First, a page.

Every marketer knows about personalisation by now – it’s one of the most frequently discussed practices in our industry. However, it’s not a particularly revolutionary concept either. In fact, ‘personalisation’, in one form or another, has been employed by marketers for many years. Ever receive a letter from a company directly addressed to you?
That said, as with many things, the potential of personalisation increases exponentially when you apply it to digital marketing. This is because the ability to personalise relies on two things; the amount of information available and the ability to deliver a tailored experience… Both things that we know the digital environment more than caters for.
With the sophistication of online intelligence available and the sheer amount of data the average consumer is producing on an everyday basis (how many times a day do you check your emails, browse the web on your phone, play with apps or quickly scan social media?) it’s not surprising that these days there’s a great deal more to personalisation than simply adding a first name at the top of a letter.
Personalisation is now about providing consumers with as smooth an experience as possible. Using insights to understand propensity and likes and dislikes based on the individual’s known preferences (whether that’s communication method, tone of voice or likely product choice) content and messaging can be tailored to make it as easy and painless as possible for the consumer.
Essentially, when you think of it like this it’s quite easy to consider personalisation as another way of attempting the Holy Grail of marketing – putting the right offer in front of the right person, at the right time.
The options with personalisation are almost endless. Web pages and websites can be dynamic so that they show specific content (whether that’s offers, information or images) to specific visitors. Likewise, recommended content can be personalised to the individual and communications can be tailored –more than just the name they are addressed to. Tone, images, offers can all be interchanged and selected to provide the customer with the message most useful and interesting to them.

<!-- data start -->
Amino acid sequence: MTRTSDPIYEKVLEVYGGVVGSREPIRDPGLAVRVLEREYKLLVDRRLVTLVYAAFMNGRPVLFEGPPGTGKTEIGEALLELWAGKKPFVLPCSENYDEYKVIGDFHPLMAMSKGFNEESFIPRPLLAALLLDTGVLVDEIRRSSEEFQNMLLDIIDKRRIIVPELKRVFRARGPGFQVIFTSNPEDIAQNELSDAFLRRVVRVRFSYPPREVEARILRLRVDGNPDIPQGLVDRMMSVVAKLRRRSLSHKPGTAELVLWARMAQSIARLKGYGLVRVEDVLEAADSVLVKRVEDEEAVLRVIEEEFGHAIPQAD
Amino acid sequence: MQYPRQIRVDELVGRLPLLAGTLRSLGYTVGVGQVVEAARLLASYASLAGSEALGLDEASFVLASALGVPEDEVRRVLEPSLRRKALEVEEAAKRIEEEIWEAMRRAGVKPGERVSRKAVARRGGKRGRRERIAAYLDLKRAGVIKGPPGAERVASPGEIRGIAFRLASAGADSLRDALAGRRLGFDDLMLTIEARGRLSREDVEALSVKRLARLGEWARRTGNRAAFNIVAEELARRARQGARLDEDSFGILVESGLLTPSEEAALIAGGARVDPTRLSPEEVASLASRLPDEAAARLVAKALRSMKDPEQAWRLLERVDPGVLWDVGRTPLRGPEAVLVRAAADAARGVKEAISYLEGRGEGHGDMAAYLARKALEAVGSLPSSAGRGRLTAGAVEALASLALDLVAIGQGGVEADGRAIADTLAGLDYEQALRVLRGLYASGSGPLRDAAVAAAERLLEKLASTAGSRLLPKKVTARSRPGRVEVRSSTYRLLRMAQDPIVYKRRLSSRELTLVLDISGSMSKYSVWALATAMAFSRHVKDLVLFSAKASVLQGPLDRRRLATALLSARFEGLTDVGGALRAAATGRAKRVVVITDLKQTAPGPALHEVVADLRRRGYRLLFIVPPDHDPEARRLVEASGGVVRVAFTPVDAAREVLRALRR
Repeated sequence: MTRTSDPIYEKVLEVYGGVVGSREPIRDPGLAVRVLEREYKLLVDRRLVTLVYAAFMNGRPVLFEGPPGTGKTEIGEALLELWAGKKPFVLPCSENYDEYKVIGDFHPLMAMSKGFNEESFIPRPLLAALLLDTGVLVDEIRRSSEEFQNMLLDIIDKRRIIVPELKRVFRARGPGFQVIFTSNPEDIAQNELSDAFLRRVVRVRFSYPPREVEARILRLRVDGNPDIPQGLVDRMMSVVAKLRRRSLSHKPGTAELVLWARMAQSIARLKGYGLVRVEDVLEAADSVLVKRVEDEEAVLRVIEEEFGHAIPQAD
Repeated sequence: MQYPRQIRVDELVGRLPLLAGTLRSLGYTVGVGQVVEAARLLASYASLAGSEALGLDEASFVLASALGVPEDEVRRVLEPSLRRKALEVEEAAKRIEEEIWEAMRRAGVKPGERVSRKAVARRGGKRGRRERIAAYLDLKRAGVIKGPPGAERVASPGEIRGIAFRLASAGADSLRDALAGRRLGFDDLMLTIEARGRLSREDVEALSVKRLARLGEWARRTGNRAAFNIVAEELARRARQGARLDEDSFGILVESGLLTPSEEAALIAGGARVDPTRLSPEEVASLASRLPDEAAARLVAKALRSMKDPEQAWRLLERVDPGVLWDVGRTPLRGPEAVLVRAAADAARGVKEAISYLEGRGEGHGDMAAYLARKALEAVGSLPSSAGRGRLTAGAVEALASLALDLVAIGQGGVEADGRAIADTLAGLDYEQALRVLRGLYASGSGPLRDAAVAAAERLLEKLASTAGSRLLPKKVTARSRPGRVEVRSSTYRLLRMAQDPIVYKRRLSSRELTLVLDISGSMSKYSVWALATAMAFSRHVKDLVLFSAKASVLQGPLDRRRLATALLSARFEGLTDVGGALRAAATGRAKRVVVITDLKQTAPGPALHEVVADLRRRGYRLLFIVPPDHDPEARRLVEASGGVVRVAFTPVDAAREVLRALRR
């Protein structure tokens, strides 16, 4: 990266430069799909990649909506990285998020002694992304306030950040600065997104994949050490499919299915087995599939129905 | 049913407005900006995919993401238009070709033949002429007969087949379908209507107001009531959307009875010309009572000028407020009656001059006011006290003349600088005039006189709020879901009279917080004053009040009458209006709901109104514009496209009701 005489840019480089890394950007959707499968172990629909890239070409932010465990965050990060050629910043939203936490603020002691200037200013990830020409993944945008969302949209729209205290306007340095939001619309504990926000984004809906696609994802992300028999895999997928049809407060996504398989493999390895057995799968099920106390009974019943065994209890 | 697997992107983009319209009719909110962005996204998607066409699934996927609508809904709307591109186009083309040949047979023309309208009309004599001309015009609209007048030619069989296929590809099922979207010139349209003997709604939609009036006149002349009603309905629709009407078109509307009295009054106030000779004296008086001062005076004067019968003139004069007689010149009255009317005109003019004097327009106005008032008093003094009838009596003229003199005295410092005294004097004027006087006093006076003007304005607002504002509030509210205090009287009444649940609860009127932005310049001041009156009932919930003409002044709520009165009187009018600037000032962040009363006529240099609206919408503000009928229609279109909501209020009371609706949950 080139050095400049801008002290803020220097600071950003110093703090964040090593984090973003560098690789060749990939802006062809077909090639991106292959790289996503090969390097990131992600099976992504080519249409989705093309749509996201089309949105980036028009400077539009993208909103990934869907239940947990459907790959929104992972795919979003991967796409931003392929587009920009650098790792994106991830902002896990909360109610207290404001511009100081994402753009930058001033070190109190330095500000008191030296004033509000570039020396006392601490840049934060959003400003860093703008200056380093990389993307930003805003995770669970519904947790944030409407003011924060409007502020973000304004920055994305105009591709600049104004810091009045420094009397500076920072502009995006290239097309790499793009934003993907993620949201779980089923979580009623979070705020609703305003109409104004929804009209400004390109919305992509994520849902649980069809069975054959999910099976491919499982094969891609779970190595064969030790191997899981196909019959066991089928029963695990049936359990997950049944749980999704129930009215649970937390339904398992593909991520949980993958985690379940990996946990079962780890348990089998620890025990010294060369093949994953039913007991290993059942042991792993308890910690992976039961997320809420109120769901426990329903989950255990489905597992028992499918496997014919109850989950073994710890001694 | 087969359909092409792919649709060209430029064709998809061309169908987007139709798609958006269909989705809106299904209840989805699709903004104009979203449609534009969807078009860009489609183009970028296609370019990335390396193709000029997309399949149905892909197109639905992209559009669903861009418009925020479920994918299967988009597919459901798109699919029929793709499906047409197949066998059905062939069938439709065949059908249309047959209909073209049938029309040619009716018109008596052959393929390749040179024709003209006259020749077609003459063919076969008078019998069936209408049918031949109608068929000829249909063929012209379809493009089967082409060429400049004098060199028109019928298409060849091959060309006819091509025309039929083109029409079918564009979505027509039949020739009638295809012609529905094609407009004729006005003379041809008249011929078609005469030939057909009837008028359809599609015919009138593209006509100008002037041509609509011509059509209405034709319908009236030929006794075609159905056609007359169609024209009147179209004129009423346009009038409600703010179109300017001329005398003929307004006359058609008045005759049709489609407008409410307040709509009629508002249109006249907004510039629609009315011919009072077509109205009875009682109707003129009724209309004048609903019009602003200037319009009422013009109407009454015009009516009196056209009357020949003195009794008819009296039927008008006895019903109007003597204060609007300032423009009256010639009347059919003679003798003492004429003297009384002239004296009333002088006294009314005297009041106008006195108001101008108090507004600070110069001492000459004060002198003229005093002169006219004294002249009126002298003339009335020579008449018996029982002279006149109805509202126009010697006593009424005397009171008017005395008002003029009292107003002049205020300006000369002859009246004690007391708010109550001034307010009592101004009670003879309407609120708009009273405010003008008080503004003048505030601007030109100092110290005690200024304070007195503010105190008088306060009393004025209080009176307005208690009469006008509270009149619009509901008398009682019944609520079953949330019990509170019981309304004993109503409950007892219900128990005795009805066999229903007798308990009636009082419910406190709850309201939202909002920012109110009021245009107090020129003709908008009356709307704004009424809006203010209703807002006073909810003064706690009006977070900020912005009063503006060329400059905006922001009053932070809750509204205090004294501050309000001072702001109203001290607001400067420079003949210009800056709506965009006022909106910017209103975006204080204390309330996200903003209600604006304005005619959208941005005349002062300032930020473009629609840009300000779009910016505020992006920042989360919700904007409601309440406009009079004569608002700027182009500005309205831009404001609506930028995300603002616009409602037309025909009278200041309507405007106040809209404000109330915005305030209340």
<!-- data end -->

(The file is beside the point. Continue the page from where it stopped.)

It’s a technique that works, with a recent Econsultancy survey revealing that 74% of marketers know that personalisation increases customer engagement.*
However there are challenges in getting it right. Not only is it a balance between analytics, actionable insight, automation and CRM, there’s the logistics of managing more creative and content assets .
There are also issues about how personalised brands should make their marketing and whether there’s a line between being helpful and, well… a bit creepy. Personalisation should only go as far as helping customers, and brands should stay away from personalising for the sake of it. Just because there’s a fancy new tool or a technique doesn’t mean it’s right for every brand to use.
At the heart of personalisation we come down to getting the right message to the right customer in order to improve their experience and marketing efficiency. And to do that you need data, or more precisely, actionable data and consistent insight across all customer touch points.
Digital brings new data challenges – it isn’t always easy to identify who the ‘reader’ is and context (such as location, device, stage in the purchasing journey) is far more complex. To get personalisation right brands need to understand the role data plays and have the capability and expertise to manipulate that data in the right way.
What are your thoughts? Let me know in the comments below – I’ll do my best to respond.
By helping marketers identify their best customers, find more of them, and then coordinate seamless and intelligent interactions across the most appropriate channels, Experian Marketing Services’ clients can deepen customer loyalty, strengthen brand advocacy and maximise profits.